New research from the University of California at Berkeley improves notably on recent efforts to create AI-powered image-editing procedures – this time by combining the considerable calculative forces of OpenAI's GPT-3 Natural Language Processing (NLP) model with the latest version of Stability.ai's world-storming Stable Diffusion text-to-image and image-to-image latent diffusion architecture.
The new work, titled InstructPix2Pix, was trained on nearly half a million completely synthetic images, along with triplets of associated and derived text, yet is capable of operating well on real-world images, and of preserving compositionality and detail while enacting extraordinary changes.
The overriding priority of the system is to respect the existing composition while accommodating the requested edit. Therefore, unlike the Img2Img functionality present across various implementations of Stable Diffusion, InstructPix2Pix will, if possible, not treat the text instruction as a 'point of departure', or an 'inspiration' for a different kind of image than the one provided, but will prioritize the continuity of placement and context between the original and the edited image.
Note, for instance, in the image above, that the prompt 'Turn it into a still from a western' does not lead to an entirely photorealistic cowboy replacing Toy Story's Woody, as would likely happen by default with a Stable Diffusion img2img operation, but that the photorealistic element conforms instead to the existing caricatured composition of the original face.
The power of InstructPix2Pix is based on paired image data, a method of training image synthesis systems by multiple A>B examples.
In a paired image training workflow, high volumes of data 'couplets' are needed to demonstrate a 'before and after' transformation. Since the images must therefore be associated and transformative, the datasets are usually quite small, due to the effort needed to create such demonstrative transformations at scale.
Synthetic data, traditionally, has often led to synthetic-looking results on out-of-distribution data (i.e., when a model trained on synthetic data is used on real data). However, InstructPix2Pix, fueled by the photorealistic generative powers of the latest (V1.5) Stable Diffusion checkpoint, is able to quite easily straddle the margins between stylized, artificial and photorealistic editing results.
The paired data used for training InstructPix2Pix consists of one unedited image and one altered image, with the image's semantic content reimagined by GPT-3.
For the initial language element of this workflow, OpenAI's GPT-3 model is fine-tuned on a modest dataset of human-originated captions, in three parts (see image above): the standard accompanying caption for the image; potential edit instructions (such as 'Have her ride a dragon', instead of the horse in the original image); and an altered caption that's apposite for the edited image (such as 'woman riding a dragon').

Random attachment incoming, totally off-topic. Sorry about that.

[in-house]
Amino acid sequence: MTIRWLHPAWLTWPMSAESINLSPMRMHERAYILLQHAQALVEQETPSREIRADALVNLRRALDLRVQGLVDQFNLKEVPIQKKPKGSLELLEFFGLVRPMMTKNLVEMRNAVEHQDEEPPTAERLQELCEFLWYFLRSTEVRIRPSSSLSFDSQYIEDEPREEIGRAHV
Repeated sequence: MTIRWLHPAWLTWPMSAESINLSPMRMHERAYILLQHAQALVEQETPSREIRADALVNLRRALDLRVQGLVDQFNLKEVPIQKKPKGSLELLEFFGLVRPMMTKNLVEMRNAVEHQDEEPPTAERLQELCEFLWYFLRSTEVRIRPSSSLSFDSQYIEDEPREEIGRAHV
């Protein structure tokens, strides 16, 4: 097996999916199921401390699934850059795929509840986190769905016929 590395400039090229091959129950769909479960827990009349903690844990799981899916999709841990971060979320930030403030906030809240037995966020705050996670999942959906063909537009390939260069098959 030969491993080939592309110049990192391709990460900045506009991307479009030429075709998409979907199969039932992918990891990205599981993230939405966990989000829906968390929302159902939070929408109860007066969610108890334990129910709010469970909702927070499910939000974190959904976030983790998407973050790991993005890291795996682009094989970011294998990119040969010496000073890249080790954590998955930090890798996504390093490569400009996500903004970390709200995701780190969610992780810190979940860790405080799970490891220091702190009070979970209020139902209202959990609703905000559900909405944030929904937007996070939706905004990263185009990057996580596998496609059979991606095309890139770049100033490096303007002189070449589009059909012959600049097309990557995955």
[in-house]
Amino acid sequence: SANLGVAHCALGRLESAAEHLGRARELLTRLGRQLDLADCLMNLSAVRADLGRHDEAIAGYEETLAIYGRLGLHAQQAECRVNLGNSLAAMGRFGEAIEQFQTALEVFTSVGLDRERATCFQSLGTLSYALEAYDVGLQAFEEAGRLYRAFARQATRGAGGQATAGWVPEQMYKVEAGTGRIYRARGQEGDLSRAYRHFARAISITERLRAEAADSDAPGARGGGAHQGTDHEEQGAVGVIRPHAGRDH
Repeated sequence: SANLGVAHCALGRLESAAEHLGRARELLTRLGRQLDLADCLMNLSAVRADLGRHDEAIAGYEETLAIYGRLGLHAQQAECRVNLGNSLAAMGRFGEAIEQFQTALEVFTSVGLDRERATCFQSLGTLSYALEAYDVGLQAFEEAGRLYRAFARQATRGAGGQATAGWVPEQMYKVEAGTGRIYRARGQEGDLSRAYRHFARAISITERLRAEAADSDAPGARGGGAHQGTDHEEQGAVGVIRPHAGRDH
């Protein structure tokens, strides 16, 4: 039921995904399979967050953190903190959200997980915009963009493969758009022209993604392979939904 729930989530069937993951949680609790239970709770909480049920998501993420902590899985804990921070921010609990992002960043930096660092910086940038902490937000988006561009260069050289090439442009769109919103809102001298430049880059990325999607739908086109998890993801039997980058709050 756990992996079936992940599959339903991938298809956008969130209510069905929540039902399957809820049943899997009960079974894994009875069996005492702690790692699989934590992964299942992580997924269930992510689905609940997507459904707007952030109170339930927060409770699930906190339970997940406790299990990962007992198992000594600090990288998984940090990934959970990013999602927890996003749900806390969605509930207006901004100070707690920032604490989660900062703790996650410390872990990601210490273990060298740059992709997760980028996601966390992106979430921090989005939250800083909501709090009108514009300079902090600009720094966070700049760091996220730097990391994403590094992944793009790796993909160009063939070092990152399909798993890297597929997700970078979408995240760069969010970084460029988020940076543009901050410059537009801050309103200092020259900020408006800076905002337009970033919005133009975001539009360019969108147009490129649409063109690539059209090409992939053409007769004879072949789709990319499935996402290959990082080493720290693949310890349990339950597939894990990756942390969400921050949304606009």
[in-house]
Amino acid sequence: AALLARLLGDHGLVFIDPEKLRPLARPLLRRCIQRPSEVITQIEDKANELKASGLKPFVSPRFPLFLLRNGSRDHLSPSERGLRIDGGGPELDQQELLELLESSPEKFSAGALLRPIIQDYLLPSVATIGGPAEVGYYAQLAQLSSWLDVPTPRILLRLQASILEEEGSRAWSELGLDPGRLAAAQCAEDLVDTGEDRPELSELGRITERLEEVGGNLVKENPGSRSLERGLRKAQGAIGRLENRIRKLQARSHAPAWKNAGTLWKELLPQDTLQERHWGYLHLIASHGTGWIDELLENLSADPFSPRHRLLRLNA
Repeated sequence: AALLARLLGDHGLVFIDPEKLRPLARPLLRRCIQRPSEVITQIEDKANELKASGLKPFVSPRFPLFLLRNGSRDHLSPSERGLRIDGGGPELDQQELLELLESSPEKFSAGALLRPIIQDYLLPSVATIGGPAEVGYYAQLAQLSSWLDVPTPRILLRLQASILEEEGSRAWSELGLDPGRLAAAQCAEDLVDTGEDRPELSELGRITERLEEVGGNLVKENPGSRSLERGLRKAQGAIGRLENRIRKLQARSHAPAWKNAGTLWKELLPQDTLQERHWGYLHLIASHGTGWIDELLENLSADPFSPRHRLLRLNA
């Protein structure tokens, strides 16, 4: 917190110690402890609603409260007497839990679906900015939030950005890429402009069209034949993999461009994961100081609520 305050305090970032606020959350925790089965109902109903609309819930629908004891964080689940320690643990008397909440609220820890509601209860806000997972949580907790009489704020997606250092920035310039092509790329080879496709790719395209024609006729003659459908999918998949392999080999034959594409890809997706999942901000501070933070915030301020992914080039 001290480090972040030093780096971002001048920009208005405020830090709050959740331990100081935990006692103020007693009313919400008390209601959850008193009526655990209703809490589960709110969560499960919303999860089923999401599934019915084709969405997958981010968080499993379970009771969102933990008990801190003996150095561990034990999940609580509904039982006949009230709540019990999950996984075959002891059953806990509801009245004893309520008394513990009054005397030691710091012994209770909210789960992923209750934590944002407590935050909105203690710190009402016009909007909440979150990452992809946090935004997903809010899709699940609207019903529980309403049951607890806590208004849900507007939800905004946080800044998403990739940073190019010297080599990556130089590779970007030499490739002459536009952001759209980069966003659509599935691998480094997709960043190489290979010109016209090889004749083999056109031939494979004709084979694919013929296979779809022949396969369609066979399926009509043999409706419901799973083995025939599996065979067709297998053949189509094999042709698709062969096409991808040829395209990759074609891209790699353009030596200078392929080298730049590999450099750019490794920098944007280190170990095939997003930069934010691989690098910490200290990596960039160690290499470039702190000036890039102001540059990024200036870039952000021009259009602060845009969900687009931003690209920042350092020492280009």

The fine-tuning data was taken selectively from the V2 6.5+ version of the LAION Aesthetics dataset that powers Stable Diffusion.
Once these triplets were generated, the researchers used Stable Diffusion to generate image pairs for the raw and amended captions. Since latent diffusion systems are prone to generate wildly different successive images, often even from the same prompt, the authors used the recent Google Research-led prompt-to-prompt system, which limits excessive 'rethinking' of a photo by forcing the image synthesis system to used text as a strict 'mask' for the areas that are to be changed, leaving the rest of the picture largely as it was before:
Prompt-to-prompt achieves this level of fidelity and detail retention by duplicating cross-attention weights in certain parts of the denoising process.
As seen in the earlier examples of the Beatles album cover, and in the lower-left example in the image above, some edits may require a major or overwhelming change in style, which should nonetheless retain the composition and essentiality of the submitted original picture.
Prompt-to-prompt can control this factor by controlling the percentage of denoising steps that feature shared attention weights.
Even then, however, cross-image fidelity proved not to be accurate enough to provide an adequate level of quality for the training data. Therefore the new system used a CLIP-based metric (StyleGAN-NADA), i.e. a method of determining image similarity based on OpenAI's hugely popular multimodal image interpretation system, which can determine and regulate the relationship between an image and the words or phrases that are (or might be) associated with it.